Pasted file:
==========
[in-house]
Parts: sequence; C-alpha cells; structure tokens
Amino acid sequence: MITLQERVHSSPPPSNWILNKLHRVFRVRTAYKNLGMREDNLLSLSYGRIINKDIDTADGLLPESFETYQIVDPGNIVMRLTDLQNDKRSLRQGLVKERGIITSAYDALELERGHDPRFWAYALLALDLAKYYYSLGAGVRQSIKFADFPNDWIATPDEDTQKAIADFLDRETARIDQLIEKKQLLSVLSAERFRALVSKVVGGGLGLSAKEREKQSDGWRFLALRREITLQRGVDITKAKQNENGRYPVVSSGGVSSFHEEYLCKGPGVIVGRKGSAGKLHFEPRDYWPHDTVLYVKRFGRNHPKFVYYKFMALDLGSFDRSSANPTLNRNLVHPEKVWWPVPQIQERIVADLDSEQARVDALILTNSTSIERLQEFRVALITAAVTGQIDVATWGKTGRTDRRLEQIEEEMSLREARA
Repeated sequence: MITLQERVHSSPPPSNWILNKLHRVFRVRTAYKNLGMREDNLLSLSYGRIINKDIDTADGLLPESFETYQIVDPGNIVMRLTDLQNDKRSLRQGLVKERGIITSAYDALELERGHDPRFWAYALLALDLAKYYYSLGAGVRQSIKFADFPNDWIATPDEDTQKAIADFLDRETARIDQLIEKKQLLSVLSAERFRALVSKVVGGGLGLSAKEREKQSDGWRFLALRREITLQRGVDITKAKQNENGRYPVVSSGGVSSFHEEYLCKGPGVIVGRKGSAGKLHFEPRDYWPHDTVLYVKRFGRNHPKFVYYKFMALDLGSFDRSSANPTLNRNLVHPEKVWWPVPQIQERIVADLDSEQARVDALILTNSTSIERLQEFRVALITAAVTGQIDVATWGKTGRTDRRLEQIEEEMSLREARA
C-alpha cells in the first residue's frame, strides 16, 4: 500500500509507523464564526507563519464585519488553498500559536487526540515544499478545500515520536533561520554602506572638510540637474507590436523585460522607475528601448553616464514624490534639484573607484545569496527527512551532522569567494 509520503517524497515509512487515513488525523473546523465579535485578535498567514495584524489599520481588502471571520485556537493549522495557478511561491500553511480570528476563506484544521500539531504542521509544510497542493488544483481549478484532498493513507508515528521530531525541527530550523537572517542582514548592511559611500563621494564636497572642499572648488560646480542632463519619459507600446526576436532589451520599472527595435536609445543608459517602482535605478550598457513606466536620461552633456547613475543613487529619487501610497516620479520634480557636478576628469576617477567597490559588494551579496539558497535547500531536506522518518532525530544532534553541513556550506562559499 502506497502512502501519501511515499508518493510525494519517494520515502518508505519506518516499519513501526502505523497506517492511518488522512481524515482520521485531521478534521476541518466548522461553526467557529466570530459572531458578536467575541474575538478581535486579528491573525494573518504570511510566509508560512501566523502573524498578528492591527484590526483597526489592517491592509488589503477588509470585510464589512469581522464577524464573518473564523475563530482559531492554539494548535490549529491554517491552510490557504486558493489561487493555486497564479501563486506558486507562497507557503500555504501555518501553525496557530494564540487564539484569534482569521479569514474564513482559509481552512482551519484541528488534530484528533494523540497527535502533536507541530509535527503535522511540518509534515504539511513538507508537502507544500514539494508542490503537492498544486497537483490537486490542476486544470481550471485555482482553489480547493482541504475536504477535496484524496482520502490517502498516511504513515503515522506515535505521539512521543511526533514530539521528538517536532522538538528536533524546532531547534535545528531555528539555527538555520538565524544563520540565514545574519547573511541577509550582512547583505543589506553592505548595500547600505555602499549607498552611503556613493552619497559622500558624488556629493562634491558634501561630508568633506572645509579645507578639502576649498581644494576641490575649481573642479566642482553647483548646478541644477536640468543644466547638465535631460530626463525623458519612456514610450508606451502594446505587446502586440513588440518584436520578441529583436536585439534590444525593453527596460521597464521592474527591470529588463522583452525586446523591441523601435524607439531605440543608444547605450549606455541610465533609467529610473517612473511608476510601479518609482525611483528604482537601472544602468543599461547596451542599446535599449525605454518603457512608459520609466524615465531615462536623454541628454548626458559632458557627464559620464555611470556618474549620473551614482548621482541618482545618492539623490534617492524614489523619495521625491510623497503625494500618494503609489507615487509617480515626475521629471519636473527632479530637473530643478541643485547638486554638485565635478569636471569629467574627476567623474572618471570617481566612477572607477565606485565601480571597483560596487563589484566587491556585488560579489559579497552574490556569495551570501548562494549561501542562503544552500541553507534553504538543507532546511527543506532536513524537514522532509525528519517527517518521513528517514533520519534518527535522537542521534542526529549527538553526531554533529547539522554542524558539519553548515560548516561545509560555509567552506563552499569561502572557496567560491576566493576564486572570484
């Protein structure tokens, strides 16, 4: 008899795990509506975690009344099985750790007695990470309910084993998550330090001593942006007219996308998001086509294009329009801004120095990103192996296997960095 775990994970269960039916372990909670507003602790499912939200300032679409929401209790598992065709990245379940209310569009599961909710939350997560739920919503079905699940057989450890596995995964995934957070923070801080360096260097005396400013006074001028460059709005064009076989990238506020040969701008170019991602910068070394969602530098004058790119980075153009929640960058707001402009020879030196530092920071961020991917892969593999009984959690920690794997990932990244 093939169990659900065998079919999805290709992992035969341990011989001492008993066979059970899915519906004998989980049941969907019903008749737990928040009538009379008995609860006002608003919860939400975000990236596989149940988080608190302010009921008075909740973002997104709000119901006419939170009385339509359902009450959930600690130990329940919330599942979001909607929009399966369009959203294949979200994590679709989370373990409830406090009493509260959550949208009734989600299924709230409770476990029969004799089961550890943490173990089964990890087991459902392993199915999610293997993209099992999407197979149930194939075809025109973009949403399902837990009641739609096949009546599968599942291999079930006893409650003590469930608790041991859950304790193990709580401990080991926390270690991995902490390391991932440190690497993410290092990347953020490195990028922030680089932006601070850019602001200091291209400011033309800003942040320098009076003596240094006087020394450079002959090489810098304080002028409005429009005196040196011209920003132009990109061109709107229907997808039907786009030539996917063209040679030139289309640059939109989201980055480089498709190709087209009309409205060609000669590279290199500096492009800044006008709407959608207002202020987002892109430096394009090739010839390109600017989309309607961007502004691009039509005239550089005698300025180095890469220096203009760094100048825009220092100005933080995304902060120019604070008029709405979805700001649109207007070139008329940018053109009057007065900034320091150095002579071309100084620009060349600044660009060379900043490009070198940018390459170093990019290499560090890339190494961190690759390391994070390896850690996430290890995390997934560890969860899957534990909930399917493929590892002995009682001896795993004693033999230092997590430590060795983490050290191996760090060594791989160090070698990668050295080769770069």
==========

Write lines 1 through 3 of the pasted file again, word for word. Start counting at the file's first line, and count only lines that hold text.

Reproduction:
[in-house]
Parts: sequence; C-alpha cells; structure tokens
Amino acid sequence: MITLQERVHSSPPPSNWILNKLHRVFRVRTAYKNLGMREDNLLSLSYGRIINKDIDTADGLLPESFETYQIVDPGNIVMRLTDLQNDKRSLRQGLVKERGIITSAYDALELERGHDPRFWAYALLALDLAKYYYSLGAGVRQSIKFADFPNDWIATPDEDTQKAIADFLDRETARIDQLIEKKQLLSVLSAERFRALVSKVVGGGLGLSAKEREKQSDGWRFLALRREITLQRGVDITKAKQNENGRYPVVSSGGVSSFHEEYLCKGPGVIVGRKGSAGKLHFEPRDYWPHDTVLYVKRFGRNHPKFVYYKFMALDLGSFDRSSANPTLNRNLVHPEKVWWPVPQIQERIVADLDSEQARVDALILTNSTSIERLQEFRVALITAAVTGQIDVATWGKTGRTDRRLEQIEEEMSLREARA